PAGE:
Using Dashboards and the User Portal
Orientation to Dashboards
This chapter reviews the contents of the dashboards that you may already have in your system. It discusses the following topics:
This chapter is intended as an orientation to the possible contents of your dashboards. For information on using the elements described here, see the chapter Using Dashboards.
The following example shows a sample dashboard:
A dashboard consists of the following areas:
The upper left displays the name of the dashboard and (if defined) its title.
Depending on the system configuration and on the individual layout of a dashboard, a dashboard can include zero, one, or two worklist areas on the left. For any worklist area, the upper right corner displays icons to indicate which worklists it can display. For example:
The highlighted icon indicates which worklist is currently displayed. You can select a non-highlighted icon to display the corresponding worklist in this area instead.
worklist is specific to the dashboard. To access this, select the Filters icon
. For example:
The right area contains one or more widgets. Each widget
is a rectangular panel that displays data in some form.
This section shows the contents of different types of widgets that you might see in your dashboards.
A pivot table widget displays data in one of three formats:
As a table with aggregated values. For example:
As a listing
, which is a table of the lowest-level values. For example:
If there are more than 100 rows, the bottom area displays buttons that you can use to page through all the rows.
A scorecard widget displays one or more rows of data in a tabular format that also includes features such as value-dependent lamps and arrows. For example:
A meter widget displays one or more values, each in a graphical object as follows:
The preceding picture shows a speedometer. The system also supports text meters. For example:
A dashboard can include a map widget like the following:
The highlighted points typically correspond to locations that are relevant to your business.
A dashboard can include a calendar widget like the following:
This widget is included purely as information; it is not connected to your data.
A controls widget consists only of toolbar controls and has no main body content. The following shows an example:
A dashboard can also include custom widgets called portlets
. The following shows an example:
Most widgets use a data source, which is one of the following:
A pivot table. Pivot tables are created in the Analyzer. A pivot table is a query that is created by drag and drop actions.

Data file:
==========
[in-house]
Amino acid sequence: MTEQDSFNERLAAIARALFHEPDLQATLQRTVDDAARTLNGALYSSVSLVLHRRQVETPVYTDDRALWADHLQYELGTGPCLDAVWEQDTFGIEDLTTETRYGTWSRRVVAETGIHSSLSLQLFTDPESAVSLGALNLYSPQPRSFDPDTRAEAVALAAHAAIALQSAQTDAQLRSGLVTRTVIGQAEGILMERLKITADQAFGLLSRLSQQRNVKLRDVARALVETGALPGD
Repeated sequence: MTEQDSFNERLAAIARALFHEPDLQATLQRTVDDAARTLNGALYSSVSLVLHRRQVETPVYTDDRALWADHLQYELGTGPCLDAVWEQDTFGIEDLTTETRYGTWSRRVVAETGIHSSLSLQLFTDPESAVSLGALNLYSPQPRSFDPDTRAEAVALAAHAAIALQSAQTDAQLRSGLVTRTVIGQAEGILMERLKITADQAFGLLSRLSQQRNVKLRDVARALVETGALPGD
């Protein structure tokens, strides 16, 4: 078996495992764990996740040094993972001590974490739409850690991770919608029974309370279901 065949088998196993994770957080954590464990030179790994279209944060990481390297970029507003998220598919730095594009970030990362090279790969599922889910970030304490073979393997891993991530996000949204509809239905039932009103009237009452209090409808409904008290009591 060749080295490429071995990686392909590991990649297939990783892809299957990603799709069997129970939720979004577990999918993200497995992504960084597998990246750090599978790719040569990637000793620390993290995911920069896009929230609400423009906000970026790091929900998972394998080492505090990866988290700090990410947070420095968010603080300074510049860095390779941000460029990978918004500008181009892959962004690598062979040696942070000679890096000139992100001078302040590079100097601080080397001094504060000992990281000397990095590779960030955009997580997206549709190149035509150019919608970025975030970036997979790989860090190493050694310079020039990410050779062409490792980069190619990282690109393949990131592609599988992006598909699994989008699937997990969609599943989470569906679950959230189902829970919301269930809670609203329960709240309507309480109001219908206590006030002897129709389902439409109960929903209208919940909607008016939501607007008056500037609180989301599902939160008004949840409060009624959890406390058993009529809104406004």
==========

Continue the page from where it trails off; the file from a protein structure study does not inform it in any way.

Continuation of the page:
In some cases, you can launch the Mini Analyzer and make local changes to the pivot table. Changes do not affect other widgets, other dashboards, or other users. For details, see Other Tasks
in the next chapter
A KPI (key performance indicator). A KPI is a more advanced query created by a programmer.
All of these data sources can be displayed in pivot table widgets, scorecard widgets, and meter widgets.
A widget might or might not include a title bar with buttons, as follows:
The title bar may or may not include a title.
Most widgets include scroll bars when necessary. A pivot table instead includes paging buttons like the following example:
If a pivot table displays nested rows and if there are more than 100 rows, the system initially accesses the first 100 rows and displays the Show All
button instead of these paging buttons. If you select the Show All
button, the system accesses all the rows and then displays the paging buttons.
Depending on how the dashboard is configured, the lower right corner of each widget can include a resize handle:
A dashboard can include controls and graphical buttons. Depending upon the dashboard design, you see these items in either or both of the following locations:
In the Filters
worklist of the dashboard. For example:
These items typically affect the entire dashboard.
In the toolbars of the widgets included in the dashboard. For example:
These items typically
affect only the widget in which they are displayed, but they could possibly affect other widgets.
The next chapter
provides information on using these options.
There are two scenarios in which you might see empty widgets.
In the first scenario, a widget (or the underlying pivot table, if applicable) has been deliberately configured not to automatically execute when you open the dashboard. (This configuration can be useful when a pivot table uses a long-running query.) In this scenario, the widget should include a refresh button
, which you use to force the widget to display its contents. If there is no such button, contact the owner of the dashboard.
In the second scenario, if the system cannot find some of the data that the dashboard uses, the system displays as much of the dashboard as possible. For any affected widget, the system displays something like this:
This typically indicates that someone has either renamed or deleted the data source used by this widget; it could also indicate that you do not have permission for the data in this widget. Contact the creator of the dashboard or reconfigure the widget yourself; see Creating Dashboards